The background to her story is that she had decided, after years of contemplating it, to enrol in a counselling course. For more than a decade, it was something that she had been interested in doing. She’d often thought that counselling would be the type of work that she would be good at and that she would enjoy.
For all that time though she never pursued the counselling path because she already had a career in a completely different field that paid well. Life was good, and there were bills to be paid, so why risk changing anything?
Finally the noise of the ‘what if I’m missing my true path’ became louder than the fear of ‘what if it turns out badly’. My friend enrolled in the course which she then proceeded to work on outside of her normal working hours.
I’d like to tell you here that it was a happy ending in that my friend discovered that she loved her new career in counselling and that she only wishes that she’s done it sooner.
The reality was my friend completed several assignments and did a lot of the reading material and it started to become apparent to her, as she learned more and more about what counselling was like and what it involved, that it was not an activity that she could see herself pursuing as a career.
For a time after that she decided that she would continue and complete the course anyway because she had made a commitment and had already invested time and money. Not long after that however, with a number of other commitments and goals entering into her life and feeling overwhelmed with all that she had on her plate she decided that something had to give. At this point she withdrew from the counselling course.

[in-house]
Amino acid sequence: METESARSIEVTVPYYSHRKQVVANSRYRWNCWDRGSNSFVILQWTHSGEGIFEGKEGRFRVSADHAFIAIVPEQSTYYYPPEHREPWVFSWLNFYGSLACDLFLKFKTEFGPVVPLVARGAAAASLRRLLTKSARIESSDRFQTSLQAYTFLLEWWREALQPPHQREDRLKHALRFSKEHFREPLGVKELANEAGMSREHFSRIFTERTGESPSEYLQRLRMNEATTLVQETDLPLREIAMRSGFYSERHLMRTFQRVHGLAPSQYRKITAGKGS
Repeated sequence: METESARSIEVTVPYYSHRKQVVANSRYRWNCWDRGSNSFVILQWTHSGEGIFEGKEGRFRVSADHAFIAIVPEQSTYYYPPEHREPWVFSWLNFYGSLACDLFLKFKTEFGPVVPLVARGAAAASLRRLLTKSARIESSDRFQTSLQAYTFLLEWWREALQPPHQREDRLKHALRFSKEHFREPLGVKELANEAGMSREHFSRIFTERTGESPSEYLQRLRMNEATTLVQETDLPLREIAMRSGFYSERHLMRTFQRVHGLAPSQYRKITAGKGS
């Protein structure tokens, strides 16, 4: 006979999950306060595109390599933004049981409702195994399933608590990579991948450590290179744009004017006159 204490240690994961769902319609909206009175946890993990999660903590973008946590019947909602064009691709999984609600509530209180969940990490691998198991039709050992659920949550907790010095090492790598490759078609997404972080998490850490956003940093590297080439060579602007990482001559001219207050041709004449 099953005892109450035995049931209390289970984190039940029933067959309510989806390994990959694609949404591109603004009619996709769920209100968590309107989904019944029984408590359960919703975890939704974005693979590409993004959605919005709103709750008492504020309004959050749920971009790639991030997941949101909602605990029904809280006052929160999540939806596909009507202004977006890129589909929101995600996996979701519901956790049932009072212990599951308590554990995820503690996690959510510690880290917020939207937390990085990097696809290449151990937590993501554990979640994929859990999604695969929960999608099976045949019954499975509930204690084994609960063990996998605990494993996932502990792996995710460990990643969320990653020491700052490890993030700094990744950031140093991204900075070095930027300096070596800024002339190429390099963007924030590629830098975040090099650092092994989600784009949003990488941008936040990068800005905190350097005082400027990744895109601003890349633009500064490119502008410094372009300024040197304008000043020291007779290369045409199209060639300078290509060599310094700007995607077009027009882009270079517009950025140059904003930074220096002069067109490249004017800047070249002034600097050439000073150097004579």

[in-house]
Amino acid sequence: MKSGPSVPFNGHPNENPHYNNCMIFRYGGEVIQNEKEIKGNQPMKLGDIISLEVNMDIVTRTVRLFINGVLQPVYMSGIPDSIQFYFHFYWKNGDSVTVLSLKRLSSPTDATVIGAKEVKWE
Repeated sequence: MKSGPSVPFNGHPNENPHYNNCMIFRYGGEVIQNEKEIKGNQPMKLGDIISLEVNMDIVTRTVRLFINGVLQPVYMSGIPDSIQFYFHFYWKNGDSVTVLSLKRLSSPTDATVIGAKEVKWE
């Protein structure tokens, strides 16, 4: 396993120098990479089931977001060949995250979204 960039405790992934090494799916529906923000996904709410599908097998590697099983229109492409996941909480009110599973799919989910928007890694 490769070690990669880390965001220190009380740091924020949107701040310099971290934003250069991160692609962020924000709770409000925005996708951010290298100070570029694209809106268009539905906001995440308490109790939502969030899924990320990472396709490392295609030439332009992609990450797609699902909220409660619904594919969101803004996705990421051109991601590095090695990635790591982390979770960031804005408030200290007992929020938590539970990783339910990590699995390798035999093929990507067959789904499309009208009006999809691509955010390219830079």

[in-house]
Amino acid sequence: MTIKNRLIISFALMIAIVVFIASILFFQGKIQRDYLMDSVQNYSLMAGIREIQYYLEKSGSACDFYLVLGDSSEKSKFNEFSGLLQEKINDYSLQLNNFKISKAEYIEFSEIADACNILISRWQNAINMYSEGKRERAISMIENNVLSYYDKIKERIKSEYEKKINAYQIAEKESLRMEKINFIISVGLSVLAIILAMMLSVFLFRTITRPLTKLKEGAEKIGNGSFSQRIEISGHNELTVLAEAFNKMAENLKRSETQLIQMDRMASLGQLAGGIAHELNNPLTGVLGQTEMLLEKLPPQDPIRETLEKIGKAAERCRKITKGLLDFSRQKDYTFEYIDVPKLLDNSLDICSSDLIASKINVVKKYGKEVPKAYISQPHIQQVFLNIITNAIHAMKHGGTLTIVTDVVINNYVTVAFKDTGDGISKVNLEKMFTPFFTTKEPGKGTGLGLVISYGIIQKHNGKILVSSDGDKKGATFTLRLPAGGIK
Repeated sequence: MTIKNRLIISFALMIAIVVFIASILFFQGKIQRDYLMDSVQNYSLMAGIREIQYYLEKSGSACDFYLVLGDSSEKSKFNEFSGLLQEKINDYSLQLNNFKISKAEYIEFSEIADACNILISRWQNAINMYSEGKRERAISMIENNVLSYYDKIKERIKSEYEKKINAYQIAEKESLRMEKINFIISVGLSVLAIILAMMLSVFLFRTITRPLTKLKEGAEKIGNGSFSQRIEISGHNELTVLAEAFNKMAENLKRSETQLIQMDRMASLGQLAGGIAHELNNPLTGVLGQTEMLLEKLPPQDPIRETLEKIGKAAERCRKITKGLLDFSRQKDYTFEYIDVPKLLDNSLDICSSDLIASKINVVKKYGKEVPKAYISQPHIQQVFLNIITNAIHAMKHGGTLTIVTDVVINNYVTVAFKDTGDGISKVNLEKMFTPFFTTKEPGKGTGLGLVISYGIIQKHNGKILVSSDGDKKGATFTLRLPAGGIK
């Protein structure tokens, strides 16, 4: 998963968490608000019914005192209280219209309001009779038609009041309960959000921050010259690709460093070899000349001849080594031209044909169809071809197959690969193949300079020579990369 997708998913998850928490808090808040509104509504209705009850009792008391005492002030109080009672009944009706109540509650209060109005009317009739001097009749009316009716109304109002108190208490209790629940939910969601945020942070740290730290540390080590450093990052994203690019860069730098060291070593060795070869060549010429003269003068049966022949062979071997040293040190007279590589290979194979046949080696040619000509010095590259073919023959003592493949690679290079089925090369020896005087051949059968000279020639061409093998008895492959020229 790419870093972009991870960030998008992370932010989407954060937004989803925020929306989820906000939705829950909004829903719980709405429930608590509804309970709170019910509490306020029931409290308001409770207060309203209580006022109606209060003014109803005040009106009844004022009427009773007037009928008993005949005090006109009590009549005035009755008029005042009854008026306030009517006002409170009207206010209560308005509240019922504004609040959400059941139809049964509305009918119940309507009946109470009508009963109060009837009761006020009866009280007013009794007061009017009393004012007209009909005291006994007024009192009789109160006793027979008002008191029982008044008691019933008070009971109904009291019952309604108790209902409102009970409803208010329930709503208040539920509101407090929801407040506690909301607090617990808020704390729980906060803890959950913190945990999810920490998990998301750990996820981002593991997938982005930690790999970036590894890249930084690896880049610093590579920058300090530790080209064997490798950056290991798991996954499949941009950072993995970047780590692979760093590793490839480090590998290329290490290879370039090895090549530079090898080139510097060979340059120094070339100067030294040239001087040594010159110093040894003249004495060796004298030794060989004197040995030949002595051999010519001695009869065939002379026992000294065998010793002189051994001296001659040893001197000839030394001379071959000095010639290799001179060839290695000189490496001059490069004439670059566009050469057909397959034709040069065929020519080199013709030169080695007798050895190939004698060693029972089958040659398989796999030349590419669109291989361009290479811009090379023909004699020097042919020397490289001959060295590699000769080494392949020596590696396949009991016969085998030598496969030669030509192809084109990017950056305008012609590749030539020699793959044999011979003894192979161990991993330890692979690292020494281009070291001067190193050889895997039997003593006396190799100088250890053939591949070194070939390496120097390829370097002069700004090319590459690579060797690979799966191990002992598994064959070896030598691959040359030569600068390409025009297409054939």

That was the background to this anecdote. Now fast forward to when I was walking and talking with my friend last week. What quickly became apparent to me as my friend was revealing the reasons for her decision was the amount of guilt that she was carrying around at not having completed the course that she had previously committed time and money to. From one perspective at least, that time and money was now wasted.
In my mind, I thought she was awesome for finding the courage that many never find, and inspiring for being one massive step closer to finding what she loves to do.